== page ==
Apair of prominent constellations heralds the short, hot nights of summer: Scorpius and Sagittarius. By the middle of August, the scorpion stands due south as night falls. Under an even modestly dark sky, you should easily make out its curving body, punctuated by the hook-shaped stinger just above the horizon. Sagittarius follows Scorpius across the sky. Its brightest stars form the outline of a teapot. Under a dark sky, “steam” appears to rise from the spout — the hazy band of the Milky Way, outlining the disk of our galactic home.
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In the Sky This Month
August 25: Neptune
Neptune, the Sun’s most remote major planet, is nearing its best showing of the year. It climbs into view in early evening, at the western edge of Aquarius. It’s so faint, though, that you need a telescope to see it.
August 26: Solar Twin
18 Scorpii, a star that is a near twin to the Sun, stands high in the southwest at nightfall, far above Antares, the heart of the scorpion. 18 Scorpii is a few degrees hotter than the Sun and a little bit brighter and more massive.
August 27: Moon in the Beehive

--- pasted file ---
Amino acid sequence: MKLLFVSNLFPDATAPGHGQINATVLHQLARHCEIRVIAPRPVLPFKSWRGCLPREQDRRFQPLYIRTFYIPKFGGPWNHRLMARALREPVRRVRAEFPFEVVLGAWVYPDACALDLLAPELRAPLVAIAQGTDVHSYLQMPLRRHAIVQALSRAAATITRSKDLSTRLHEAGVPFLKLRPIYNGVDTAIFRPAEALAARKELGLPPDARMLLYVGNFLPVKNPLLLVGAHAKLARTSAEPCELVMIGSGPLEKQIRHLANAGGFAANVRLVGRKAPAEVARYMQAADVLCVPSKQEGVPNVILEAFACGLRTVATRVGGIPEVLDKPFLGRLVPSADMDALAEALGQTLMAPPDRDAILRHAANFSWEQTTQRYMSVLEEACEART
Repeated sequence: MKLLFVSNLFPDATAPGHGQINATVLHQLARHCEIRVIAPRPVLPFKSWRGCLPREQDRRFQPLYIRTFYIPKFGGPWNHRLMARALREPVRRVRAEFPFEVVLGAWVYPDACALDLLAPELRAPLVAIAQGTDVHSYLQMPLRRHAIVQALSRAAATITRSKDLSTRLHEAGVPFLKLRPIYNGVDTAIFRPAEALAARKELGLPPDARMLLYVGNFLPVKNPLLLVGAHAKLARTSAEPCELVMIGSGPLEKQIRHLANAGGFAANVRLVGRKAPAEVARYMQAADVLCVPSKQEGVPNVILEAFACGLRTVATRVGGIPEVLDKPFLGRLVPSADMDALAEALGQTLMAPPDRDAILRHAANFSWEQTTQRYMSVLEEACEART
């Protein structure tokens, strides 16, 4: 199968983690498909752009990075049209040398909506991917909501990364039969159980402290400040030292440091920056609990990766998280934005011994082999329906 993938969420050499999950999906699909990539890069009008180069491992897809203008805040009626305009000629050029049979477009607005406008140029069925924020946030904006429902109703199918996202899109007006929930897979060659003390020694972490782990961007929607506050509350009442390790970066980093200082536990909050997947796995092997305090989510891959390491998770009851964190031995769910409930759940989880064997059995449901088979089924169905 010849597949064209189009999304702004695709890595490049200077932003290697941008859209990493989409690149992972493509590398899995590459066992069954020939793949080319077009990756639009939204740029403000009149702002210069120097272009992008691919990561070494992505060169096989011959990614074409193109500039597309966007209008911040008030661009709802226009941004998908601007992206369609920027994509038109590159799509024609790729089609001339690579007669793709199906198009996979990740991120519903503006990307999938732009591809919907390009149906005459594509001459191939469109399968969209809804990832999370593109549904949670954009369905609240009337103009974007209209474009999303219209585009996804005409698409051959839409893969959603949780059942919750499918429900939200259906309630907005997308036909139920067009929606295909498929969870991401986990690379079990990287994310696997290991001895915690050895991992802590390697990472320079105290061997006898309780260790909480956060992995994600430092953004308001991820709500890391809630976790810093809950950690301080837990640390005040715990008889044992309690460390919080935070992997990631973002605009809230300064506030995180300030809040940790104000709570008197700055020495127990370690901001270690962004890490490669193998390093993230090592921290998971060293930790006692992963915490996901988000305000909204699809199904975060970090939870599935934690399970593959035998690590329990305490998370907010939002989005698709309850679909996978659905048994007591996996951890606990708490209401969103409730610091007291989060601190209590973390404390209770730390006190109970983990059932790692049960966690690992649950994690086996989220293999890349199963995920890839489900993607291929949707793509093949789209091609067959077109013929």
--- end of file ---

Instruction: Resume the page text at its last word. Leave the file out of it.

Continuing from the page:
The Moon will pass through a “beehive” early tomorrow. It will cross in front of M44, the Beehive star cluster, in Cancer, the crab. They will be low in the eastern sky at first light. Binoculars will reveal several of the cluster’s stars.
August 28: Big Dipper
The Big Dipper hangs in the northwest this evening, with its handle up high and its bowl below it, as though it were ready to take a dip from a celestial stream.
August 29: Stellar Nurseries
A huge stellar nursery climbs high across the sky at this time of year. It’s near Deneb, the bright star that marks the tail of Cygnus, the swan. It includes two bright gas clouds, the North America Nebula and Pelican Nebula, separated by a dark cloud.
August 30: Veil Nebula
The Veil Nebula is in the constellation Cygnus, which is high in the east as darkness falls. The nebula is not far from the tip of one of the swan’s wings. It is the aftermath of a supernova. Gas from the explosion is continuing to expand into space.
August 31: First to Saturn
The sparse Aurigid meteor shower should be at its peak tonight. The shower produces only a few “shooting stars.” The Moon is new, though, so each one should shine through the darkness.